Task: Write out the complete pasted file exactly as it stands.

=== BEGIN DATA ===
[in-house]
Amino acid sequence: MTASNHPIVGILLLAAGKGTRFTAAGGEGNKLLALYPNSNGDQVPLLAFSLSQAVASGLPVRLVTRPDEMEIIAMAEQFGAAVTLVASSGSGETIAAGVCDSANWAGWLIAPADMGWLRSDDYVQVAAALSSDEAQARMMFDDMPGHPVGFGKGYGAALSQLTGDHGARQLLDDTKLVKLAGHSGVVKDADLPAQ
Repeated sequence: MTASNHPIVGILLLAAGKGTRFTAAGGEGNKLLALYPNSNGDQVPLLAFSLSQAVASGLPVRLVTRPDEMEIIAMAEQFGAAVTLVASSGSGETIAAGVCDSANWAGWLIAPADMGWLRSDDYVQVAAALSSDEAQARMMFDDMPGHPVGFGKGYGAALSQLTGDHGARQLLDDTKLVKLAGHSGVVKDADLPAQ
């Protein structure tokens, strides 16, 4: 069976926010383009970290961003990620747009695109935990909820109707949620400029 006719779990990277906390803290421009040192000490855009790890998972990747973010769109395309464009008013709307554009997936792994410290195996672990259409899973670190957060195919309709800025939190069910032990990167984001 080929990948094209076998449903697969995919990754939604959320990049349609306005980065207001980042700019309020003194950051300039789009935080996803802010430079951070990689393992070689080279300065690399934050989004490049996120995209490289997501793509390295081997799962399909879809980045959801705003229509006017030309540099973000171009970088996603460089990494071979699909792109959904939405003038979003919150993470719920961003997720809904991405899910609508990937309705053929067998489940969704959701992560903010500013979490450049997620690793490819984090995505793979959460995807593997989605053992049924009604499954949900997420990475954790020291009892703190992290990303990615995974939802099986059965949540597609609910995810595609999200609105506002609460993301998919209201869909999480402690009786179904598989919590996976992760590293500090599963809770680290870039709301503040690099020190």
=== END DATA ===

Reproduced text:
[in-house]
Amino acid sequence: MTASNHPIVGILLLAAGKGTRFTAAGGEGNKLLALYPNSNGDQVPLLAFSLSQAVASGLPVRLVTRPDEMEIIAMAEQFGAAVTLVASSGSGETIAAGVCDSANWAGWLIAPADMGWLRSDDYVQVAAALSSDEAQARMMFDDMPGHPVGFGKGYGAALSQLTGDHGARQLLDDTKLVKLAGHSGVVKDADLPAQ
Repeated sequence: MTASNHPIVGILLLAAGKGTRFTAAGGEGNKLLALYPNSNGDQVPLLAFSLSQAVASGLPVRLVTRPDEMEIIAMAEQFGAAVTLVASSGSGETIAAGVCDSANWAGWLIAPADMGWLRSDDYVQVAAALSSDEAQARMMFDDMPGHPVGFGKGYGAALSQLTGDHGARQLLDDTKLVKLAGHSGVVKDADLPAQ
């Protein structure tokens, strides 16, 4: 069976926010383009970290961003990620747009695109935990909820109707949620400029 006719779990990277906390803290421009040192000490855009790890998972990747973010769109395309464009008013709307554009997936792994410290195996672990259409899973670190957060195919309709800025939190069910032990990167984001 080929990948094209076998449903697969995919990754939604959320990049349609306005980065207001980042700019309020003194950051300039789009935080996803802010430079951070990689393992070689080279300065690399934050989004490049996120995209490289997501793509390295081997799962399909879809980045959801705003229509006017030309540099973000171009970088996603460089990494071979699909792109959904939405003038979003919150993470719920961003997720809904991405899910609508990937309705053929067998489940969704959701992560903010500013979490450049997620690793490819984090995505793979959460995807593997989605053992049924009604499954949900997420990475954790020291009892703190992290990303990615995974939802099986059965949540597609609910995810595609999200609105506002609460993301998919209201869909999480402690009786179904598989919590996976992760590293500090599963809770680290870039709301503040690099020190």